An Israeli cultivated meat consortium has received $18 million from the Israel Innovation Authority, an arm of the government that aids the development of industrial R&D.
The consortium is made up of 14 companies — including Aleph Farms and SuperMeat — and ten academic labs. With the new funding, the organisations will work to bring down the cost of cultivated meat and scale up production.
Israeli food conglomerate Tnuva Group led the establishment of the cultivated meat consortium, along with GFI Israel grantee Gaya Savion. The consortium will work together for three years.
Cultivated meat in Israel
The Israeli cultivated meat industry is ahead of that in many regions, and consumer attitudes are generally positive in the country. At a recent live consumer test by SuperMeat, 71% of participants chose a cultivated burger instead of a meat burger, attracted by the environmental benefits. The company previously opened what it claimed was the world’s first “cultivated chicken restaurant experience” in Tel Aviv, allowing consumers to sample its products.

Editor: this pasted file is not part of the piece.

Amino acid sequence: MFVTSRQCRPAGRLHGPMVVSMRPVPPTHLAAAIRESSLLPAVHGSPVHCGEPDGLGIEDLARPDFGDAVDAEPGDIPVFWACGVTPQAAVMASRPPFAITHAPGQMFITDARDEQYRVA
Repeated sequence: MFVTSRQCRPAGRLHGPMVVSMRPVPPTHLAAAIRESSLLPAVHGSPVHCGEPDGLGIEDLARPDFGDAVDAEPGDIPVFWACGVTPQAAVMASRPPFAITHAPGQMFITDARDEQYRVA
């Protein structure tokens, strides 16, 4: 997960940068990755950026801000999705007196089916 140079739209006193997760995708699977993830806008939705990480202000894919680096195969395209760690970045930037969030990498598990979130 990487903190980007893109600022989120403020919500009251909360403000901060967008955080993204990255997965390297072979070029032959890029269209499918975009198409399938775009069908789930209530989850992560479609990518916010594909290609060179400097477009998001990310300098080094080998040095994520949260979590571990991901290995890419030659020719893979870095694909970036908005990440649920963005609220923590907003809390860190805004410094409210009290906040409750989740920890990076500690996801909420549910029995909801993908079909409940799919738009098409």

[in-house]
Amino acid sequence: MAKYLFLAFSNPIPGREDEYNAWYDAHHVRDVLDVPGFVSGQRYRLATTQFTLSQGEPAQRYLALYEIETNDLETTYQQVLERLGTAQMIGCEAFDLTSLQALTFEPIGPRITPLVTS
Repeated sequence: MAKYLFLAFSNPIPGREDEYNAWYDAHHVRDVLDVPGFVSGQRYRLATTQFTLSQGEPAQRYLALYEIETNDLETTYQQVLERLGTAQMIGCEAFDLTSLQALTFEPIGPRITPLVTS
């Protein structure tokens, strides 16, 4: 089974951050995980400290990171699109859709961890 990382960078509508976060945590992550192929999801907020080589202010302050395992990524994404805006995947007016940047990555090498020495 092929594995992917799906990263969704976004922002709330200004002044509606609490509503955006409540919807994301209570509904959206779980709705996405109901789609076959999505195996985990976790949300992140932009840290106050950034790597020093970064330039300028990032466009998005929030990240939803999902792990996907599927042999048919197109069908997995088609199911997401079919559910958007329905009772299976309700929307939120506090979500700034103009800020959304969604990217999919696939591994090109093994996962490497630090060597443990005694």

Additionally, Israel is home to other cultivated meat producers such as Aleph Farms and MeaTech 3D. GFI figures show that in 2021, 36% of cultivated meat funding worldwide went to Israeli companies. Earlier this year, Tnuva and biotech company Pluristem also announced they were collaborating to develop cultivated products.
“This is an unprecedented governmental commitment on a global scale, in a cellular agriculture consortium and more particularly cultivated meat which will enable Israel to maintain its leadership in one of the most significant areas in foodtech,” said Shai Cohen, Chief Innovation Officer at Tnuva Group and Chairperson of the Consortium.